Recall that the $q$-binomial coefficient $\big[\begin{smallmatrix}a\\b\end{smallmatrix}\big]$ is the Laurent polynomial in $q$ given by $$ \big[\begin{smallmatrix}a\\b\end{smallmatrix}\big]=\frac{[a]!}{[b]![a-b]!} $$ where $[n]!=[1][2][3]...[n]$, and $[i]=\tfrac{q^i-q^{-i}}{q-q^{-1}}=q^{i-1}+q^{i-3}+q^{i-5}+...+q^{-(i-1)}$.

Let $V_n$ be the $n$-dimensional irrep of $\mathfrak{sl}(2)$.

It is easy to check that there exists an isomorphism of $\mathfrak{sl}(2)$-representations $$ S^k V_{n+1} \cong \textstyle \bigwedge^k V_{n+k} $$ between the $k$-th symmetric power of $V_{n+1}$ and the $k$-th exterior power of $V_{n+k}$, as both have $\big[\begin{smallmatrix}n+k\\k\end{smallmatrix}\big]$ as their character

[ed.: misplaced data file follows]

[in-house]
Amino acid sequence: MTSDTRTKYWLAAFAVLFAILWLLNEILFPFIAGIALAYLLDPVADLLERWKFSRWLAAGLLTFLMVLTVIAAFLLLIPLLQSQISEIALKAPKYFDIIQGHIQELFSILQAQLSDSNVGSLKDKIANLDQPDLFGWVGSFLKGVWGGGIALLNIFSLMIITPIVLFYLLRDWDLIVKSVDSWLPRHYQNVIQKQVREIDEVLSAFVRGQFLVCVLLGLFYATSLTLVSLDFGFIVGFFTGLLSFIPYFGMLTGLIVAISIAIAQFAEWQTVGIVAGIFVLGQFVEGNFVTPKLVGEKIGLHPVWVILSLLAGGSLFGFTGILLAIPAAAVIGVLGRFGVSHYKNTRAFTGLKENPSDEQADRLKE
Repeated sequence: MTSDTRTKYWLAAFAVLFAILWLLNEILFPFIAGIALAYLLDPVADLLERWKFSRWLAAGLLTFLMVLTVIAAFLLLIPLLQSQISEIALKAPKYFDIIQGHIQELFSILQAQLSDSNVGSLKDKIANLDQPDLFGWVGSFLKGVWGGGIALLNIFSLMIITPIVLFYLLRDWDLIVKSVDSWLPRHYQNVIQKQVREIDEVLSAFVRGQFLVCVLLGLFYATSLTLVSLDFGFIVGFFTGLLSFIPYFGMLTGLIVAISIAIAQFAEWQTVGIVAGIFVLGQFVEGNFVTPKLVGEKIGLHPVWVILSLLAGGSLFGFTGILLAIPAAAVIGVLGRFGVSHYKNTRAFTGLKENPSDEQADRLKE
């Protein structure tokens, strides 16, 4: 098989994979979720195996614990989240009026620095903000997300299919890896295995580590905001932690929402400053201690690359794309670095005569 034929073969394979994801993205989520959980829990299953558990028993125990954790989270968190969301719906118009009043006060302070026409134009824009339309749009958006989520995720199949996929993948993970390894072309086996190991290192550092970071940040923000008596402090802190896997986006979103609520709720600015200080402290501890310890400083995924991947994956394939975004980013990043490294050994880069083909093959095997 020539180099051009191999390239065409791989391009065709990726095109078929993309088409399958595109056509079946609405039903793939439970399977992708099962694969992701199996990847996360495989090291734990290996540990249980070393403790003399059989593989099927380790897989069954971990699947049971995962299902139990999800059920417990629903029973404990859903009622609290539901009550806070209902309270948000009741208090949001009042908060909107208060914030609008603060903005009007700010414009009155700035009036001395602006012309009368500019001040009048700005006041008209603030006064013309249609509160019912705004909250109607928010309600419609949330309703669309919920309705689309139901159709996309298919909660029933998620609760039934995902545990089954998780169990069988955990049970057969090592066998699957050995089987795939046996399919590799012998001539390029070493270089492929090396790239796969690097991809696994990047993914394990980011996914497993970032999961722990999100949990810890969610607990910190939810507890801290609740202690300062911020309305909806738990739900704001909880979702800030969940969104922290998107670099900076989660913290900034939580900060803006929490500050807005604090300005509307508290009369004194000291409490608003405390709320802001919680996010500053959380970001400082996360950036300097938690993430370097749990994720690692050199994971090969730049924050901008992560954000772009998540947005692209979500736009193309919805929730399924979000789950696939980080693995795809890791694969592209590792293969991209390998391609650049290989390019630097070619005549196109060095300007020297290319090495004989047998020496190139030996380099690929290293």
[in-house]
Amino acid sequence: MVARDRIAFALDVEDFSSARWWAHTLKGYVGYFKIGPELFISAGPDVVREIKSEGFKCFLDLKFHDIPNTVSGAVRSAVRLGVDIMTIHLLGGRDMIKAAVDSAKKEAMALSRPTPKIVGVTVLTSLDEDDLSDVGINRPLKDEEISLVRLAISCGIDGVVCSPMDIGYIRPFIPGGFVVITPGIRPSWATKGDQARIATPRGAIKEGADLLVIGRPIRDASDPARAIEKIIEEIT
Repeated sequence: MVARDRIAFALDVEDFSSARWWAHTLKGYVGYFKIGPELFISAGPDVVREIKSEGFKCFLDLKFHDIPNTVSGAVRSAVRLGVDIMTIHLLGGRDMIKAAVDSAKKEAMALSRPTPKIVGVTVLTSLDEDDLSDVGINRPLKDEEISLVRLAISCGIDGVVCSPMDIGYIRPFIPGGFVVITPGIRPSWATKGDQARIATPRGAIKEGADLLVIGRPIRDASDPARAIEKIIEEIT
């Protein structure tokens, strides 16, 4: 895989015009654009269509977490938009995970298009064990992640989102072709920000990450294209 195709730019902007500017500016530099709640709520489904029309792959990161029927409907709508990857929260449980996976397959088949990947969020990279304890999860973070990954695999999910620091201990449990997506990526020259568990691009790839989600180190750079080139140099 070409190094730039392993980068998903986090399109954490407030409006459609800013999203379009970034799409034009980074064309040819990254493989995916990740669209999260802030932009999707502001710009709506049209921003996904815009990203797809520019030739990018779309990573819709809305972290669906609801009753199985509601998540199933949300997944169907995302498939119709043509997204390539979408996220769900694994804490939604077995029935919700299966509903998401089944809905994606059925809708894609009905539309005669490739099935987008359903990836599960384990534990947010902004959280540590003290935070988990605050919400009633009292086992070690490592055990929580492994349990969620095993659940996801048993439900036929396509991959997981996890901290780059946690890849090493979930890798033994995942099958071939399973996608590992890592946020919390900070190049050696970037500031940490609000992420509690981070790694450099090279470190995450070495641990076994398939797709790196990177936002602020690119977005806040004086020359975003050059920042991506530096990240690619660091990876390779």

**Proof:** We exhibit a basis of weight vectors of $S^k V_{n+1}$, a basis of weight vectors of $\bigwedge^k V_{n+k}$, and a bijection between these bases which respects the weights.
Let $x_0,\ldots, x_n$ be the standard basis of $V_{n+1}$, and let
$y_1,\ldots y_{n+k}$ be the standard basis of $V_{n+k}$.
Then $x_{i_1}{\cdot}\, x_{i_2} \cdot... \cdot x_{i_k}\mapsto y_{i_1+1}\wedge y_{i_2+2}\wedge...\wedge y_{i_k+k}$ is the desired bijection. $\square$

The problem with the above proof is that it only proves the existence of an isomorphism, without actually constructing one.

Question:It there anaturalisomorphism of $\mathfrak{sl}(2)$-representations $S^k V_{n+1} \cong \textstyle \bigwedge^k V_{n+k}$ that one can write?